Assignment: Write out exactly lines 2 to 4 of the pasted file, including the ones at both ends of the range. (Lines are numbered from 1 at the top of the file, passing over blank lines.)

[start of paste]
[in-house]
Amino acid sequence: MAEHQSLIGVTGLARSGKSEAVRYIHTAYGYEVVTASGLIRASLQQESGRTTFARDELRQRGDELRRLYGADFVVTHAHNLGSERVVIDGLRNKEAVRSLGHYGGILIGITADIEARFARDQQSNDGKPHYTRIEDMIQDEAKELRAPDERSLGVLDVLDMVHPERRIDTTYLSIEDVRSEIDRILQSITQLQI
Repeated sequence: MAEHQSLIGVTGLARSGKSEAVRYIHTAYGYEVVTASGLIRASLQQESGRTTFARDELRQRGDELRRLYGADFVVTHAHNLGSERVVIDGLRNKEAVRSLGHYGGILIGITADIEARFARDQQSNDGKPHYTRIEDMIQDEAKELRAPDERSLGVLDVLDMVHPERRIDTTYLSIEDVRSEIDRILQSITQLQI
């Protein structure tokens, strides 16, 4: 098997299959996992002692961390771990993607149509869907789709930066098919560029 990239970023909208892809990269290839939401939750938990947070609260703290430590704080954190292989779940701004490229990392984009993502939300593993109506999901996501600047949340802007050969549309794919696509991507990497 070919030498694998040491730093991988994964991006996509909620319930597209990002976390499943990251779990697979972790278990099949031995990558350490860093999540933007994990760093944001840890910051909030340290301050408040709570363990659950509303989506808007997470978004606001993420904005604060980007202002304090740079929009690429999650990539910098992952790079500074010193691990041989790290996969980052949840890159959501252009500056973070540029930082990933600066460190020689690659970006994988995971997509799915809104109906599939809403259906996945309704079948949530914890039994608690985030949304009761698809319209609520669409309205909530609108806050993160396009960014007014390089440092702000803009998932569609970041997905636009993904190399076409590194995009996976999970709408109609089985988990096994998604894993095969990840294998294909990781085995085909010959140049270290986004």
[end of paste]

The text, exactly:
Amino acid sequence: MAEHQSLIGVTGLARSGKSEAVRYIHTAYGYEVVTASGLIRASLQQESGRTTFARDELRQRGDELRRLYGADFVVTHAHNLGSERVVIDGLRNKEAVRSLGHYGGILIGITADIEARFARDQQSNDGKPHYTRIEDMIQDEAKELRAPDERSLGVLDVLDMVHPERRIDTTYLSIEDVRSEIDRILQSITQLQI
Repeated sequence: MAEHQSLIGVTGLARSGKSEAVRYIHTAYGYEVVTASGLIRASLQQESGRTTFARDELRQRGDELRRLYGADFVVTHAHNLGSERVVIDGLRNKEAVRSLGHYGGILIGITADIEARFARDQQSNDGKPHYTRIEDMIQDEAKELRAPDERSLGVLDVLDMVHPERRIDTTYLSIEDVRSEIDRILQSITQLQI
């Protein structure tokens, strides 16, 4: 098997299959996992002692961390771990993607149509869907789709930066098919560029 990239970023909208892809990269290839939401939750938990947070609260703290430590704080954190292989779940701004490229990392984009993502939300593993109506999901996501600047949340802007050969549309794919696509991507990497 070919030498694998040491730093991988994964991006996509909620319930597209990002976390499943990251779990697979972790278990099949031995990558350490860093999540933007994990760093944001840890910051909030340290301050408040709570363990659950509303989506808007997470978004606001993420904005604060980007202002304090740079929009690429999650990539910098992952790079500074010193691990041989790290996969980052949840890159959501252009500056973070540029930082990933600066460190020689690659970006994988995971997509799915809104109906599939809403259906996945309704079948949530914890039994608690985030949304009761698809319209609520669409309205909530609108806050993160396009960014007014390089440092702000803009998932569609970041997905636009993904190399076409590194995009996976999970709408109609089985988990096994998604894993095969990840294998294909990781085995085909010959140049270290986004």